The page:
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'Under siege' farmers dig ditches to keep criminals out as cost of rural crime doubles

PUBLISHED: 09:40 05 August 2019 | UPDATED: 12:05 05 August 2019

Norfolk Police are cracking down on hare coursing. Pictured are Special Sgt Tom Render and (L) Sgt Danny Leach. Picture: Ian Burt

Norfolk Police are cracking down on hare coursing. Pictured are Special Sgt Tom Render and (L) Sgt Danny Leach. Picture: Ian Burt

"Under siege" Norfolk farmers are digging ditches and building earth mounds around their land to keep out criminals as the cost of rural crime has doubled in just a year.

PCSO Sharon Caws, left, and Sgt Danny Leach, on police quad bikes used in fighting rural crime, at the Rural Crime Summit, at Honingham Thorpe. Picture: DENISE BRADLEYPCSO Sharon Caws, left, and Sgt Danny Leach, on police quad bikes used in fighting rural crime, at the Rural Crime Summit, at Honingham Thorpe. Picture: DENISE BRADLEY

Others are using technology that triggers alerts to their smart phones if equipment goes beyond their boundaries, in a bid to foil increasingly determined gangs.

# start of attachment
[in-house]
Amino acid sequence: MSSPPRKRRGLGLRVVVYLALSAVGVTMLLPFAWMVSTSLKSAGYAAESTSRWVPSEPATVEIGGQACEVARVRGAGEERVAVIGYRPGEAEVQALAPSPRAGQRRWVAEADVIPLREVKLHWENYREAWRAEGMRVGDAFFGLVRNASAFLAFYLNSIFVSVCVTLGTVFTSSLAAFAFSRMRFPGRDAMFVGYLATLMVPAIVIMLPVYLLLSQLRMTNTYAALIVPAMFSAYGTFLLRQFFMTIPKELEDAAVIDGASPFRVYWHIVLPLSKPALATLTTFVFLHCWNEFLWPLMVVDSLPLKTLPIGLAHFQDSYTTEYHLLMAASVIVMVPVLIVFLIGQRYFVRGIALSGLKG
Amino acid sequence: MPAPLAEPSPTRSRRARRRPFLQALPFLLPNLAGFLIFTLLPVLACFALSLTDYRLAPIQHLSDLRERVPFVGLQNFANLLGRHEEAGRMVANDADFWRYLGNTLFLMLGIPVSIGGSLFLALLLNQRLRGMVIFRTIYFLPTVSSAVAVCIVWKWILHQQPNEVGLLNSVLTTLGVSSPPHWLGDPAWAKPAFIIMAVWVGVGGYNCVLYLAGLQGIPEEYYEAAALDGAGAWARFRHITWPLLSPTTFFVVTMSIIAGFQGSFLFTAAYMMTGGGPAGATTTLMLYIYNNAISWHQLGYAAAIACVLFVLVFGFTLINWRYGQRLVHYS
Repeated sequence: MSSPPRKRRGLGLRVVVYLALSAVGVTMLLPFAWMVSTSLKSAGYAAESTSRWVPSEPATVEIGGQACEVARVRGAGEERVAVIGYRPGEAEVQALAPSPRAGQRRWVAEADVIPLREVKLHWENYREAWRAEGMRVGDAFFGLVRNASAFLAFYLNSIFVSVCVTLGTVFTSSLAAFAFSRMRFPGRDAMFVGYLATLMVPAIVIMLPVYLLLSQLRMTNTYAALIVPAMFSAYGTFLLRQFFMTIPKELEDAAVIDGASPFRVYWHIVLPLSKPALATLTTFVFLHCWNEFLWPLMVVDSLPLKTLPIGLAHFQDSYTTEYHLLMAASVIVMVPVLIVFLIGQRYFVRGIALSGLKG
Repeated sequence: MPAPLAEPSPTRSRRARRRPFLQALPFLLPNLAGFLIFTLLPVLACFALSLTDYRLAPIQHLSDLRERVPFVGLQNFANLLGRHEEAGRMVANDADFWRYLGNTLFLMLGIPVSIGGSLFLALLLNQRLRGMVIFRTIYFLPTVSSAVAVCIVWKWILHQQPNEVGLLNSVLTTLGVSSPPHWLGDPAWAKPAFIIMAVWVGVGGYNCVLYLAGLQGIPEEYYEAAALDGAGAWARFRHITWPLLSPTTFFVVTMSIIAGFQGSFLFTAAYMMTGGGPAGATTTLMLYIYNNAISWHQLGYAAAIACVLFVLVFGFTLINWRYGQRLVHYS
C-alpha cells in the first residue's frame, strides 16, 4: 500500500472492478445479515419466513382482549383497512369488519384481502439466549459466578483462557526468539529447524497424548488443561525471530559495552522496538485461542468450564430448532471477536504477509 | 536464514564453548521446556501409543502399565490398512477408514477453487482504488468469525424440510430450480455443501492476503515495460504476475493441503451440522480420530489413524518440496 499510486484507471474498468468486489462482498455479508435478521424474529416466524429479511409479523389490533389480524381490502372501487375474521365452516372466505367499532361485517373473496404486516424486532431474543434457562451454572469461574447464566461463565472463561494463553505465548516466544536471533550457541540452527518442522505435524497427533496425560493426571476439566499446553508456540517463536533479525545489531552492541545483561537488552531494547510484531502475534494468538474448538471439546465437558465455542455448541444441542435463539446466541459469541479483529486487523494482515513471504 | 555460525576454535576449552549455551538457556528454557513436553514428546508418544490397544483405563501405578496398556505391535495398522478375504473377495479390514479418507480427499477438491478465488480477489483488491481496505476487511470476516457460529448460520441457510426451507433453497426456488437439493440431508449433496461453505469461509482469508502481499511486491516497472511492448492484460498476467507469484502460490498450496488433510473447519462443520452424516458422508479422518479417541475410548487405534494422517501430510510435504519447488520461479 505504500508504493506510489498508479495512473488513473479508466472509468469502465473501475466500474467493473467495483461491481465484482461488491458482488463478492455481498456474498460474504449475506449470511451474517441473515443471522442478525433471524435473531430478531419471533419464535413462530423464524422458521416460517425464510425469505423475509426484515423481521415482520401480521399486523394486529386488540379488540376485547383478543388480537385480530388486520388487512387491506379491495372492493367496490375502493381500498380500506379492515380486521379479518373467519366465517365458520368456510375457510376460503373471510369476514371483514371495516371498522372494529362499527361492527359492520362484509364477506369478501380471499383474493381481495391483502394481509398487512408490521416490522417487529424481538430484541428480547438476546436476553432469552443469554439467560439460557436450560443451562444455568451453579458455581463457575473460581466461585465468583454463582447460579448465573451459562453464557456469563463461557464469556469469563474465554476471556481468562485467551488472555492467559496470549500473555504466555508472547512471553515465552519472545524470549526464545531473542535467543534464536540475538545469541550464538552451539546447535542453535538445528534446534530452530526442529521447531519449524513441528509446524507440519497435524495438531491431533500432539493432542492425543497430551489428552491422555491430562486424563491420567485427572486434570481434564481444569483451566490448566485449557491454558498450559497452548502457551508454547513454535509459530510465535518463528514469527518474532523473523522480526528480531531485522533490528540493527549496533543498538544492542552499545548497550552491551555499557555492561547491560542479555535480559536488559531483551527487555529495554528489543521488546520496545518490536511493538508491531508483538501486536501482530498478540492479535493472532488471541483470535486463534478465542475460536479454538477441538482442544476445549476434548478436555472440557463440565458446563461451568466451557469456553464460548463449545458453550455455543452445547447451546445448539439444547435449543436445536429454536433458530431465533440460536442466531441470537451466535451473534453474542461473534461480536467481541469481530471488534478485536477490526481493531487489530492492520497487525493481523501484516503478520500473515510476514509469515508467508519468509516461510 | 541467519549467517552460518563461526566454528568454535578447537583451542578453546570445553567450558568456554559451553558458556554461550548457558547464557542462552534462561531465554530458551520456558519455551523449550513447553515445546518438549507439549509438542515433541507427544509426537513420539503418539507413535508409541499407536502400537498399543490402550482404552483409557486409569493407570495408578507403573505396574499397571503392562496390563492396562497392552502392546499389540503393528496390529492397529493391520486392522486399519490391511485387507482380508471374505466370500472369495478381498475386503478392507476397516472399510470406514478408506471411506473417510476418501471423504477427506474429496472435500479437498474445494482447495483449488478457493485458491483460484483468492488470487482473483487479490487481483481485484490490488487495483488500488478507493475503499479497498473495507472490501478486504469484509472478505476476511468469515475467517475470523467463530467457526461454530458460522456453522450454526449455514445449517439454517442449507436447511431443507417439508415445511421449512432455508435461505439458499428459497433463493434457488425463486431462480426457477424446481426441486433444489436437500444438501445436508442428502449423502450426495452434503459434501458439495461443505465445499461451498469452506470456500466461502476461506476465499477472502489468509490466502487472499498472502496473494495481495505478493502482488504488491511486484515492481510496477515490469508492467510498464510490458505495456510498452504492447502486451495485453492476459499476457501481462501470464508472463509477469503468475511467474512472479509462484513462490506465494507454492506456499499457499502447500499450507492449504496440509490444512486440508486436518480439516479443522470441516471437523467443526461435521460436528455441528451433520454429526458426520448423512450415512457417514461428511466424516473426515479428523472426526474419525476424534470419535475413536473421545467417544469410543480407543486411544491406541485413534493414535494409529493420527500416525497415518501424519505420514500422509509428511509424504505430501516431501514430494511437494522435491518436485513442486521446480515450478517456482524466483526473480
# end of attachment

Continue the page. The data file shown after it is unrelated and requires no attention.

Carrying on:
Rural insurer NFU Mutual revealed the scale of the problem today in its 2019 Rural Crime Report.

It shows rural crime cost Norfolk more than £1,357,500 last year, double the previous year.

And Norfolk Police are urging farmers to explore extra security measures as they ramp up their response.

Norfolk Police said the couunty is seeing a significant amount of sheep rustling. Picture: DENISE BRADLEYNorfolk Police said the couunty is seeing a significant amount of sheep rustling. Picture: DENISE BRADLEY

NFU Mutual said the sharp rises were being driven mainly by high-value thefts of tractors, quad bikes and other farm vehicles.

Patrick Verrell, NFU Mutual senior agent in Swaffham, said: "Fear of crime is changing life in the countryside.

"From constant reports of thefts and suspicious vehicles touring the countryside and rural criminals regularly staking out farms, country people feel they are under siege."

Mr Verrell added "limited police resources and repeat attacks" are the biggest fears for rural communities.

Drones are being used in the fight against rural crime - including hare coursing and illegal metal detecting. Police drone pilot Sgt Danny Leach. Picture : ANTONY KELLYDrones are being used in the fight against rural crime - including hare coursing and illegal metal detecting. Police drone pilot Sgt Danny Leach. Picture : ANTONY KELLY

"Farmers are combining modern technology with physical fortifications to try and keep one step ahead of the thieves," he said. "Together with digging ditches and putting up earth banks to prevent criminals getting on to farm land, we're seeing electronic devices like infra-red beams which send alerts to mobile phones and geo-fencing, which triggers an alarm if tractors go beyond farm boundaries. These technologies are proving to be effective weapons in the fight against rural crime.